Read more articles in our Trayvon Martin Watch.
few weeks ago, it would have been reasonable to speculate that neither Mitt Romney nor his contenders had ever heard of Trayvon Martin. At the time, few of the national news outlets were talking about his murder. But now, with even my beloved but belated muse the New Yorker on the case, the candidates must know and have an opinion.
Their Twitter accounts speak nothing of the tragedy consuming black America and outraging much of the nation. But two political bloggers that I read this morning — Brobubel.com and No More Mister Nice Blog — offer some insight that, if correct, bodes poorly for Romney’s stance on the killing.
Republicans are abuzz over the possibility of making U.S. Senator Marco Rubio — a Republican Cuban-American representing Florida — their vice presidential nominee. Given America’s burgeoning Latino population, Rubio could also be a smart choice for reeling Hispanic voters into the Republican party and for winning Florida — a swing state — during the 2012 election. Numerous polls show he would be a popular choice among Republican voters and Newt Gingrich said — when his campaign held more promise — Rubio “looks awfully good” as a vice presidential candidate. Rubio is — deliberately or not — feeding the frenzy by raising his profile, in part by releasing a new book.
Brobubel.com speculates that Romney could very well choose Rubio. And if Romney does, this could lock him into a position that is very unsympathetic to Trayvon.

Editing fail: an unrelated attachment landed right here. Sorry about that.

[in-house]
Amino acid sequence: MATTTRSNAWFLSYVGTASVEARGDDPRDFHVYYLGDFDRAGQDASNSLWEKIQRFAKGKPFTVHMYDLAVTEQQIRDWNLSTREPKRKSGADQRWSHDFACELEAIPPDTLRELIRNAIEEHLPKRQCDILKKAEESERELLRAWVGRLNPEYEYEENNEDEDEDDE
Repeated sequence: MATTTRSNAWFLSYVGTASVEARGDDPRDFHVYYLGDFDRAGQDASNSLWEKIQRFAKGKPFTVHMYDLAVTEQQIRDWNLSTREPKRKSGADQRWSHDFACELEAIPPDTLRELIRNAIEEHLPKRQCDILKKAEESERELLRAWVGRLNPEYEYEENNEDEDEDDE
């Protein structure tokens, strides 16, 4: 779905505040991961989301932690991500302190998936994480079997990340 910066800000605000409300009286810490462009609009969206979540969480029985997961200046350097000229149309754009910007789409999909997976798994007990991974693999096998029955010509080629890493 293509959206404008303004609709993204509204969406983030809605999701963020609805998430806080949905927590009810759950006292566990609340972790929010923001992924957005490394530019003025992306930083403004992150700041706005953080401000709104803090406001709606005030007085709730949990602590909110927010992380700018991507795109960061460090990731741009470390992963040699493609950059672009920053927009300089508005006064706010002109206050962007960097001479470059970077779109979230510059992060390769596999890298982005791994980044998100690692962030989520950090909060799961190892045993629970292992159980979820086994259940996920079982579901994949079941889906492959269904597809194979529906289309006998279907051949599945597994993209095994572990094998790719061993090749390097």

Rubio was a supporter of the Florida law that George Zimmerman appears to be using to defend himself — Florida’s “Stand Your Ground” law — which allows the use of lethal violence to protect yourself as long as you “reasonably believe” it’s necessary to stop an assailant from hurting you. The “Stand Your Ground” law — nicknamed “Shoot First” — was enacted in 2005 after being championed in the Florida state legislature by National Rifle Association lobbyist Marion Hammer, according to the Coalition To Stop Gun Violence. If someone were to ask Rubio where he stands on the law, No More Mister Nice Blog speculates: “I bet he won’t dare to defy the gun lobby and the far right.”
I agree that Rubio would probably defend the law, but I think this analysis is a pretty convoluted approach to predicting what Mitt Romney would do. Sure, Rubio might lock Romney into a pro-“Shoot First,” pro-Zimmerman stance, but I can easily see Romney choosing that stance for other reasons, like a wish for campaign contributions from the NRA or even a belief in “state’s rights.”
In 2002, the NRA stopped short of officially endorsing Romney’s gubernatorial campaign, but they phone banked their Massachusetts members asking them to support him. In the video to the right, Romney talks about the nuances of his support for the NRA. In another more recent YouTube video, he praises them.
Sadly, I don’t think we even need to bring Marco Rubio into the discussion to reasonably deduce that Romney isn’t going to call for a full-fledged investigation of the killing or the police cover-up.